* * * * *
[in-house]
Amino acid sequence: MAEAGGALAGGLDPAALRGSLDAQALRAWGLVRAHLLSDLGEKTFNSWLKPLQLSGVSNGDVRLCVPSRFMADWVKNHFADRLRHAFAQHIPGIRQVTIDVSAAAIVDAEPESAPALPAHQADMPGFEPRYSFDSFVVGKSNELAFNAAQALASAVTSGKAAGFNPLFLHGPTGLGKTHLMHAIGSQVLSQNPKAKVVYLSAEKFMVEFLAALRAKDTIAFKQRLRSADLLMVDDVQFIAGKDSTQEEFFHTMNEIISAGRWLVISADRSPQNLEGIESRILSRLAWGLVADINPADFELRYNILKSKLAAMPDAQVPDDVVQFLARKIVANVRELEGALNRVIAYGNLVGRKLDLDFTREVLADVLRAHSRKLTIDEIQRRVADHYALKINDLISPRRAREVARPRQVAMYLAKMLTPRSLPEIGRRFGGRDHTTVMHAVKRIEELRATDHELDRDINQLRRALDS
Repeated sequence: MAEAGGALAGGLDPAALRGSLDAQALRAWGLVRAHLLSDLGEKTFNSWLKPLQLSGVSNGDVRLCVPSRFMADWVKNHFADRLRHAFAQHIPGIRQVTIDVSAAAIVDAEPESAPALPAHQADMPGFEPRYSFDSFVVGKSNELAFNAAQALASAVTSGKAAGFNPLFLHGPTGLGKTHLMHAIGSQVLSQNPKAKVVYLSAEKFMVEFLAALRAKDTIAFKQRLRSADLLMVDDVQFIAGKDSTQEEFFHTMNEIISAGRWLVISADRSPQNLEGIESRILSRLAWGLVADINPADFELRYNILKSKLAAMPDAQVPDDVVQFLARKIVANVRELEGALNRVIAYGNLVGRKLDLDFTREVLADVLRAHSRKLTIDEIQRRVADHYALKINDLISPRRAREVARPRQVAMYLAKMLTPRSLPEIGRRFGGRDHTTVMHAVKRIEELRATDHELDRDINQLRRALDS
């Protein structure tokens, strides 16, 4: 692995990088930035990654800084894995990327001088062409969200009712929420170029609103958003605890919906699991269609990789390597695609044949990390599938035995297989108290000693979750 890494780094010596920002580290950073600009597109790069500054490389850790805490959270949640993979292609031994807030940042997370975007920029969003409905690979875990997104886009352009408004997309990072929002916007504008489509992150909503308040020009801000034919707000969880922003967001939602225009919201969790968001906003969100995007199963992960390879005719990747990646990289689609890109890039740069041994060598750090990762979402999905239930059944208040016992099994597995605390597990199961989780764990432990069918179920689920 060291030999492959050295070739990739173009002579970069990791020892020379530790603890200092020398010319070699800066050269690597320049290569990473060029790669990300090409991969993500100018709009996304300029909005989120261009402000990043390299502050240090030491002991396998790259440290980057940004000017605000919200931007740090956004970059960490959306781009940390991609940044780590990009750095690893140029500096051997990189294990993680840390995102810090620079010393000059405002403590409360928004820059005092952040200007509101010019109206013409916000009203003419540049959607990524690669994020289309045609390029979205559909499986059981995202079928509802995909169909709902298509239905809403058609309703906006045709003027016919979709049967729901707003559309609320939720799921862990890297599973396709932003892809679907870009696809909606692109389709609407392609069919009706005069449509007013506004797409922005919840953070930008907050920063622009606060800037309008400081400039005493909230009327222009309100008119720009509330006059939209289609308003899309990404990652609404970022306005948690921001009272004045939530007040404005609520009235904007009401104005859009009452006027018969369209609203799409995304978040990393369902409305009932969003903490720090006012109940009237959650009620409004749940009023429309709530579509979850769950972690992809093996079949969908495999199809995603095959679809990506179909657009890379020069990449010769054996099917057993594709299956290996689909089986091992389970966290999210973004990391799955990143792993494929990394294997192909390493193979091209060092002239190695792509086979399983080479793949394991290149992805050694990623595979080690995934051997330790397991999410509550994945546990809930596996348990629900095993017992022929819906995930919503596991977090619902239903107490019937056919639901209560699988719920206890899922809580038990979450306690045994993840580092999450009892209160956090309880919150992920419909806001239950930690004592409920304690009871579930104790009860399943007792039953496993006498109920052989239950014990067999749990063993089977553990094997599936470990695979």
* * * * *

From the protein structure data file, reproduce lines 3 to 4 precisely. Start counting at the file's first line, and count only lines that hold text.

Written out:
Repeated sequence: MAEAGGALAGGLDPAALRGSLDAQALRAWGLVRAHLLSDLGEKTFNSWLKPLQLSGVSNGDVRLCVPSRFMADWVKNHFADRLRHAFAQHIPGIRQVTIDVSAAAIVDAEPESAPALPAHQADMPGFEPRYSFDSFVVGKSNELAFNAAQALASAVTSGKAAGFNPLFLHGPTGLGKTHLMHAIGSQVLSQNPKAKVVYLSAEKFMVEFLAALRAKDTIAFKQRLRSADLLMVDDVQFIAGKDSTQEEFFHTMNEIISAGRWLVISADRSPQNLEGIESRILSRLAWGLVADINPADFELRYNILKSKLAAMPDAQVPDDVVQFLARKIVANVRELEGALNRVIAYGNLVGRKLDLDFTREVLADVLRAHSRKLTIDEIQRRVADHYALKINDLISPRRAREVARPRQVAMYLAKMLTPRSLPEIGRRFGGRDHTTVMHAVKRIEELRATDHELDRDINQLRRALDS
């Protein structure tokens, strides 16, 4: 692995990088930035990654800084894995990327001088062409969200009712929420170029609103958003605890919906699991269609990789390597695609044949990390599938035995297989108290000693979750 890494780094010596920002580290950073600009597109790069500054490389850790805490959270949640993979292609031994807030940042997370975007920029969003409905690979875990997104886009352009408004997309990072929002916007504008489509992150909503308040020009801000034919707000969880922003967001939602225009919201969790968001906003969100995007199963992960390879005719990747990646990289689609890109890039740069041994060598750090990762979402999905239930059944208040016992099994597995605390597990199961989780764990432990069918179920689920 060291030999492959050295070739990739173009002579970069990791020892020379530790603890200092020398010319070699800066050269690597320049290569990473060029790669990300090409991969993500100018709009996304300029909005989120261009402000990043390299502050240090030491002991396998790259440290980057940004000017605000919200931007740090956004970059960490959306781009940390991609940044780590990009750095690893140029500096051997990189294990993680840390995102810090620079010393000059405002403590409360928004820059005092952040200007509101010019109206013409916000009203003419540049959607990524690669994020289309045609390029979205559909499986059981995202079928509802995909169909709902298509239905809403058609309703906006045709003027016919979709049967729901707003559309609320939720799921862990890297599973396709932003892809679907870009696809909606692109389709609407392609069919009706005069449509007013506004797409922005919840953070930008907050920063622009606060800037309008400081400039005493909230009327222009309100008119720009509330006059939209289609308003899309990404990652609404970022306005948690921001009272004045939530007040404005609520009235904007009401104005859009009452006027018969369209609203799409995304978040990393369902409305009932969003903490720090006012109940009237959650009620409004749940009023429309709530579509979850769950972690992809093996079949969908495999199809995603095959679809990506179909657009890379020069990449010769054996099917057993594709299956290996689909089986091992389970966290999210973004990391799955990143792993494929990394294997192909390493193979091209060092002239190695792509086979399983080479793949394991290149992805050694990623595979080690995934051997330790397991999410509550994945546990809930596996348990629900095993017992022929819906995930919503596991977090619902239903107490019937056919639901209560699988719920206890899922809580038990979450306690045994993840580092999450009892209160956090309880919150992920419909806001239950930690004592409920304690009871579930104790009860399943007792039953496993006498109920052989239950014990067999749990063993089977553990094997599936470990695979």